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The HAT Project 2006/07 is supporting 20 exchange fellowships between England, South Asia and Australia

Jane Webb

Residency at MIRIAD

Beginning to think about Ethel...

Posted by Jane Webb on 26th July 2006

Ethel Mairet is most established in craft history as a dyer (using natural dyes) and a weaver, she is less well-known for her photographs and embroidery. This is because her activities in both photography and embroidery seem to be most associated with a period in her life when she was married to Ananda Coomaraswamy and lived for some time in Kandy, Sri Lanka, a period about which there is very little information contained in archives in Britain at least. From 1907 to 1910, Ananda and Ethel lived in Broad Campden in the Norman chapel restored by the Guild of Handicraft to a design by C. R. Ashbee. At this point they separated, and it seems that, around this date Ethel also made a decisive shift from embroidery to weaving and dyeing, although she did continue to contribute to exhibitions with the Modern Embroidery Society based in Edinburgh, into the 1920s and '30s.

I was initially interested in this early period of Ethel's life because it represented for me an example of a craftsperson who had undertaken ethnographic study. However, as I began to research this period of her life, using the archives in the Ditchling museum and Farnham's Craft Study Centre, other issues began to become apparent, issues that I could not ignore.

My gran was called Ethel. This small fact in itself should really make no difference, Ethel Mairet and Ethel Hellier (my gran) were from very different classes and backgrounds, and my gran was only a young girl when Ethel Mairet was married for a second time. But I knew that my gran suffered terribly from grief and guilt for much of her life and this may be why, when I came across letters that Ethel Mairet had sent to Ananda in the 1940s, I felt what she had written perhaps slightly more deeply, in fact I was extremely saddened and moved. Ethel and Ananda separated in 1910, yet some 30 or so years later, Ethel was still writing to Ananda of their life together, the terribly, heart-wrenching regrets she had, and the loss that she felt. Ananda was at that time living in Boston in the United States of America and, when reading the letters, one gets a sense of the yearning Ethel had to reach him somehow despite their distance in space and time. Think how you have felt when you have lost someone either through bereavement or through an unwilling end to a relationship, how raw those emotions are, how much you miss them and how the time ahead of you seems endless and unbearable. Imagine that moment in one day and then imagine feeling that for twelve thousand, seven hundred and sixty-six days. As Ethel wrote " the years go on, it is not easy to keep any alive connection" (1943, Farnham Archive EM Env. 40, no. 2).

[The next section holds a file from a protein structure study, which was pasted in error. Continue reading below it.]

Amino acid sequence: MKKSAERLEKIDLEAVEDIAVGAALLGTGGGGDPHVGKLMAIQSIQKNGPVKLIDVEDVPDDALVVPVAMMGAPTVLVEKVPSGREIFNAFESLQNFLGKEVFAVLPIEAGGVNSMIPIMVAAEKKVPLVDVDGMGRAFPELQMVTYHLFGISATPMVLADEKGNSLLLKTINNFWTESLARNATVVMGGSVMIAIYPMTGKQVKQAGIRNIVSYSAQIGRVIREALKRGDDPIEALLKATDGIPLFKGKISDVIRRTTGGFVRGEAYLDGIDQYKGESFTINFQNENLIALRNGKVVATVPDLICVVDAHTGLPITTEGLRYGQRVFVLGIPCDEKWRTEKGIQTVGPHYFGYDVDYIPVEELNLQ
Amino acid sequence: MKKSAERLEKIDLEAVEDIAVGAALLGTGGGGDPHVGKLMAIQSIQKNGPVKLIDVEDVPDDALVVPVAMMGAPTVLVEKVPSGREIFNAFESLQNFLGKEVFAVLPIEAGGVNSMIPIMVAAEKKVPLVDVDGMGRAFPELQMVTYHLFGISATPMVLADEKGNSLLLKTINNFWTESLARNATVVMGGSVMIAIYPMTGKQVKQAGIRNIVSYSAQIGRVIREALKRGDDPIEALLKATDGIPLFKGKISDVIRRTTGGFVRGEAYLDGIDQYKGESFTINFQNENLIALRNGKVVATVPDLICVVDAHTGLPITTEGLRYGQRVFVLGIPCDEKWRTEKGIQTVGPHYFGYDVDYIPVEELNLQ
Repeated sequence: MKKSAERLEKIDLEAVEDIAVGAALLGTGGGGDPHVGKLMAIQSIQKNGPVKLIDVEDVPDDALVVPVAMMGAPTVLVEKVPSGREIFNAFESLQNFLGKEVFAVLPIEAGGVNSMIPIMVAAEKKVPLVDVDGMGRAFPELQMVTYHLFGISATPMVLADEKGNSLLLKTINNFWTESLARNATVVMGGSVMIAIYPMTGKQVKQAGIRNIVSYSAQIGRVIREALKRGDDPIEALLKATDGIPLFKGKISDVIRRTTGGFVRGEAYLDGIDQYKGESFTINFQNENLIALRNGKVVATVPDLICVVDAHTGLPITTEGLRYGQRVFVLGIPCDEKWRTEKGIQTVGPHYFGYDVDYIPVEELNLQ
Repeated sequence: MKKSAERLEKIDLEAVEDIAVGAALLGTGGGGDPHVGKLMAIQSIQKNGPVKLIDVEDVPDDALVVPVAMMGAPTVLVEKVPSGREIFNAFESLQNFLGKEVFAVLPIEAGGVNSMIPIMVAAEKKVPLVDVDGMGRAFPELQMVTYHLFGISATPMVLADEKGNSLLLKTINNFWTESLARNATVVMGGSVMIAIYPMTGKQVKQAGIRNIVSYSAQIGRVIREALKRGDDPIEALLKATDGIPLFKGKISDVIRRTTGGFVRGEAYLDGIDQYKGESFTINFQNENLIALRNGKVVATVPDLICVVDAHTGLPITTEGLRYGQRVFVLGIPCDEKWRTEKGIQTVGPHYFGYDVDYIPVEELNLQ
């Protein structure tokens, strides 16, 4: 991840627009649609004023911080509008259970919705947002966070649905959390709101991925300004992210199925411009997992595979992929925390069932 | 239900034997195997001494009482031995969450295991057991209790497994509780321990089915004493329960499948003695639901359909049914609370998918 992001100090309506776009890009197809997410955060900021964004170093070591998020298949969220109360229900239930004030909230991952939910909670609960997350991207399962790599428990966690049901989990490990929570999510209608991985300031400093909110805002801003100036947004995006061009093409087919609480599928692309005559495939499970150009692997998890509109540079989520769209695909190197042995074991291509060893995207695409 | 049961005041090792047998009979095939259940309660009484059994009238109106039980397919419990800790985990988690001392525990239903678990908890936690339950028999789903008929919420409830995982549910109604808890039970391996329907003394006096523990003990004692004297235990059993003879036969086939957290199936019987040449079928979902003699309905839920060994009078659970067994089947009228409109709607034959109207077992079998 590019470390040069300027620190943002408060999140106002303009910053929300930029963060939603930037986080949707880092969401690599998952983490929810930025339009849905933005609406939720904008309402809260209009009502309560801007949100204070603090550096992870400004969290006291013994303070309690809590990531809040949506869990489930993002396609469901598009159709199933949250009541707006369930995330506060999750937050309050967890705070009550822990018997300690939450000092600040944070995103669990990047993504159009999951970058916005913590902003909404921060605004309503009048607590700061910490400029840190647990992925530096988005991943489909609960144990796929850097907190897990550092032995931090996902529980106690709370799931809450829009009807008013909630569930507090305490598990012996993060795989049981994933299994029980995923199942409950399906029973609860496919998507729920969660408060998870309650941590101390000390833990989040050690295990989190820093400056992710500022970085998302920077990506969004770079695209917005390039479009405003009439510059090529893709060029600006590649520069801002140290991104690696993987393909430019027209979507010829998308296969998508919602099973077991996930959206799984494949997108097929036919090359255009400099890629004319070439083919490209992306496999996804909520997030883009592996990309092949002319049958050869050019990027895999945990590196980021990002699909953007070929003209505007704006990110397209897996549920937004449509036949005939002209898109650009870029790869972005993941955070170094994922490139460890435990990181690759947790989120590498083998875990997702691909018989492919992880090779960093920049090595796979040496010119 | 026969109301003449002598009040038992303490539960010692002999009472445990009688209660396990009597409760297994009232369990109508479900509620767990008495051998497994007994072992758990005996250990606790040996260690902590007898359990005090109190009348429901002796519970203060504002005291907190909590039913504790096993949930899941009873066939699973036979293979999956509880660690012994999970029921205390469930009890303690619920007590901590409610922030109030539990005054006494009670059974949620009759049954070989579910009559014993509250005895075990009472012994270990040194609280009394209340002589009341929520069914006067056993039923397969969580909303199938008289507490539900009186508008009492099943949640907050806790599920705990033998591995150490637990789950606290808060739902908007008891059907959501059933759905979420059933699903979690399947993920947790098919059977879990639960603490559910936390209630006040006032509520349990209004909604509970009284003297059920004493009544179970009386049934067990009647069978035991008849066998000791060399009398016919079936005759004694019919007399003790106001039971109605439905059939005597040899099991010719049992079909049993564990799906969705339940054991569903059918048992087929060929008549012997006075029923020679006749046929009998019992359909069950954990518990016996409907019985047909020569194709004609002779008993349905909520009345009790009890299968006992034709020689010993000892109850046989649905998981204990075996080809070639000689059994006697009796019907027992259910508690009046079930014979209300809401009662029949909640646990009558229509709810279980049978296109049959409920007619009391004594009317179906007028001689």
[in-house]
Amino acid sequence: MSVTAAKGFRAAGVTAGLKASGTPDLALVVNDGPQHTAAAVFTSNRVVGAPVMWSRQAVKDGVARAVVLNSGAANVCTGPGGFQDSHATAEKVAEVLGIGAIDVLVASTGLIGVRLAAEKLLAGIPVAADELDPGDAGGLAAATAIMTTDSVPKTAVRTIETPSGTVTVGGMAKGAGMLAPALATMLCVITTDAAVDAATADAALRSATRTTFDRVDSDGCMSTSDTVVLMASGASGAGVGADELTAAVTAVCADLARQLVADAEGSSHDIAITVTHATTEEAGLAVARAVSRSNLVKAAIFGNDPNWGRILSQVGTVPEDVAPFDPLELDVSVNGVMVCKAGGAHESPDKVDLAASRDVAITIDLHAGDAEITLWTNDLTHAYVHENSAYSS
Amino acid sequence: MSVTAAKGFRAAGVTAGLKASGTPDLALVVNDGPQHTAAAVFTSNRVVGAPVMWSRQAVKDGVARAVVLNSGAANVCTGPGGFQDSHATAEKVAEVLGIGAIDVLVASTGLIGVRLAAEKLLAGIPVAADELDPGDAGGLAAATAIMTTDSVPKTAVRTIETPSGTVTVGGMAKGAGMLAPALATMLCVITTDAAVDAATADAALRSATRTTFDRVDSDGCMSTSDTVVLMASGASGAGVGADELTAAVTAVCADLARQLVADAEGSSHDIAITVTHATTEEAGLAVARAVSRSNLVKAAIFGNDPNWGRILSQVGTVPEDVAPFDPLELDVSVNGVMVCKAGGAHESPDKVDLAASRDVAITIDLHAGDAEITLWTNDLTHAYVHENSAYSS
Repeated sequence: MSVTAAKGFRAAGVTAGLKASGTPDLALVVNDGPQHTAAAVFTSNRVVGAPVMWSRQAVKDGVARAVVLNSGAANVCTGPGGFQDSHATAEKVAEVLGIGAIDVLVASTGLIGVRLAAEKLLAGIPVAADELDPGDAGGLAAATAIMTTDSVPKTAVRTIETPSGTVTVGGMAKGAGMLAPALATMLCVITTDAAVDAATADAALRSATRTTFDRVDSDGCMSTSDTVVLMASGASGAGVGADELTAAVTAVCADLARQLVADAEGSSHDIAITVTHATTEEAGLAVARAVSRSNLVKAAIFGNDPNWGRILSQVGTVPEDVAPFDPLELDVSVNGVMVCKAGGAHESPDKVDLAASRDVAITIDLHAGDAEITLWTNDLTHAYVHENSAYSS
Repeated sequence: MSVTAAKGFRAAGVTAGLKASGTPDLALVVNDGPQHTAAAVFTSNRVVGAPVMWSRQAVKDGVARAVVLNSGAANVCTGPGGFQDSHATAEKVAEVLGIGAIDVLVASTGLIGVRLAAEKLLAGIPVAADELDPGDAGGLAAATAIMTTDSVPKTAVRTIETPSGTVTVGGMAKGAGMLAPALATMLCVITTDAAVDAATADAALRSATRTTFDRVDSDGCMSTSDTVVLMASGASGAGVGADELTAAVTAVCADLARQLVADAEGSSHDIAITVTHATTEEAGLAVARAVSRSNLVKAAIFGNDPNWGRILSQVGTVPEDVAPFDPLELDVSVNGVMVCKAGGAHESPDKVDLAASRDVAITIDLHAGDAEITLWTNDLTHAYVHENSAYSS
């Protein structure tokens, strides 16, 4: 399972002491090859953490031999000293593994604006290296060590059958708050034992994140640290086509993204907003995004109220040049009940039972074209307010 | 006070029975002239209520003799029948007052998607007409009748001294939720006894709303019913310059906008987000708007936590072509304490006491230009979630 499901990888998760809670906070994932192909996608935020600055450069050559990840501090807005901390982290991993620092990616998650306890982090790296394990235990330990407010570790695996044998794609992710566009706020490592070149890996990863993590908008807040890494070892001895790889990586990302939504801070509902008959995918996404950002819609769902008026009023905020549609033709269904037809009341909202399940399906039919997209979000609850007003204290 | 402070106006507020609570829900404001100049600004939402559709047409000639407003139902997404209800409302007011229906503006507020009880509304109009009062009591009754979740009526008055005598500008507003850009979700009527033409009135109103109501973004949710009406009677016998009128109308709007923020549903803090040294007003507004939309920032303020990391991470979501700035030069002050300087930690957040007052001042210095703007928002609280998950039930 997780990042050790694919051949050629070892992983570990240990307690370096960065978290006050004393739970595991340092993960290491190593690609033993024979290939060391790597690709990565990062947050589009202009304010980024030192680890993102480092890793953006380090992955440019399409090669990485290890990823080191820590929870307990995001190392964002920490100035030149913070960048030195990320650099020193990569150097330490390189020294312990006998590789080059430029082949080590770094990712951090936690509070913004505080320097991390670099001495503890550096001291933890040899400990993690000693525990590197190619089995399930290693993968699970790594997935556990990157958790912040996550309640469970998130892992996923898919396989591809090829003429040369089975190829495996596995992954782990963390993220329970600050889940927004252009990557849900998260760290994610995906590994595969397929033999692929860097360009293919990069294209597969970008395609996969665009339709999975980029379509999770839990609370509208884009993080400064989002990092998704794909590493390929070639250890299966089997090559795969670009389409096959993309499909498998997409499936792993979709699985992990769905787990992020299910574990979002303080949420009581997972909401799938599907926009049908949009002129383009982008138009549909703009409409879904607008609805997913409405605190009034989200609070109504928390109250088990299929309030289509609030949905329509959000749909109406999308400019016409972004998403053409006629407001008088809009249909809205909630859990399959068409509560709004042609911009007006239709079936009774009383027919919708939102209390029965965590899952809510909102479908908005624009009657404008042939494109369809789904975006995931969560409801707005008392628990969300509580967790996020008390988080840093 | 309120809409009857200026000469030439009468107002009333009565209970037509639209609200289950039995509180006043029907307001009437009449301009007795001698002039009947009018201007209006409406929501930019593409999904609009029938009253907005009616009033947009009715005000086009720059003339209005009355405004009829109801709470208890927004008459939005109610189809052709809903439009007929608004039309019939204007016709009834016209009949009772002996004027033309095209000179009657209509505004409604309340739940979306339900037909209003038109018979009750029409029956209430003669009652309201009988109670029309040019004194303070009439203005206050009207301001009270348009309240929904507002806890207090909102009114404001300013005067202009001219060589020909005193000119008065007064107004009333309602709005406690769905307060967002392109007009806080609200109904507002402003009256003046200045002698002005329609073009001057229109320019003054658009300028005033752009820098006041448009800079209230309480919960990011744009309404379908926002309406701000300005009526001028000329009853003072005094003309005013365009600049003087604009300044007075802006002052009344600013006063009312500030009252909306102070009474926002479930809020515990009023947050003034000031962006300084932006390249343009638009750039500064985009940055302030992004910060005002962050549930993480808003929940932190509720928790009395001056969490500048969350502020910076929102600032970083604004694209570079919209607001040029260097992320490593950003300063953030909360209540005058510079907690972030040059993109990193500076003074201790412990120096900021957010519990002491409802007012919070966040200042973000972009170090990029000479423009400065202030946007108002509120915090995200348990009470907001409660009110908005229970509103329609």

I am not suggesting that Ethel was never happy, she did marry again but her second husband, Philippe Mairet, also left her for another woman in the 1930s, after which time she suffered a nervous breakdown. I don't want to be too melodramatic but this side to Ethel's life is in such contrast with the amazing dynamism of her written and weaving work, that the differences are almost too painful. The same woman that wrote the hugely inspiring, almost mantra-like books on weaving, was later described by one of her students as "an exceedingly shy and lonely person..." (Margery Kendon, "Memoir of Gospels" 1978, unpublished 91: 1173: 1 AR 29 Mairet, Ditchling Museum). Having read her letters, I feel that if she did not constantly feel the pain of her separation from Ananda, her apparent inability to retain the love of another man, and also the regrets caused by her infertility, then these feelings overcame her regularly throughout her life and, in her later years, they haunted her more frequently.

This emotional knowledge made me revisit the work that Ethel did in the early years in Kandy and to think about the stitches she noted down in a different way. Could I, by recreating and exploring the stitches she encountered, not only envisage a practice that was almost totally lost to Sri Lanka (Ceylon) by the time that Ananda and Ethel did fieldwork there (1904-6), but also discover something of Ethel's own life, from a period when there is such little traditional historical documentation? I am reminded of a title to a book by the novelist Alice Walker called In Search of our Mother's Gardens from 1984. In the essay, she used this memory of her mother's gardening, as a metaphor to highlight the often fruitless search for the work of many women undocumented or undertaking ephemeral acts of creativity particularly, for Walker, the work of Afro-American women. Although Ethel's activities have attracted more than usual interest, resulting in the preservation of much of her output, and privileging her in contrast to the history of many women's lives, there are surprising gaps. Therefore perhaps Walker's approach and concerns are also of use in Ethel's case too. How can one make a live connection, to use Ethel's words, when the conventional forms of historical documentation are no longer there? Furthermore, what is one making a connection with? Is there an importance in finding the elements beyond the physical traces and materials that one leaves behind? Shouldn't one's emotional life, the very core of one's being, be the real stuff of history, though it is impossible to collect? These are my starting points for exploring Ethel's work and the ethnographic documentation that she made, I am doing this by writing and stitching.



Jane Webb's talks to during cHAT week at Sanskriti, Delhi, India. March 2007

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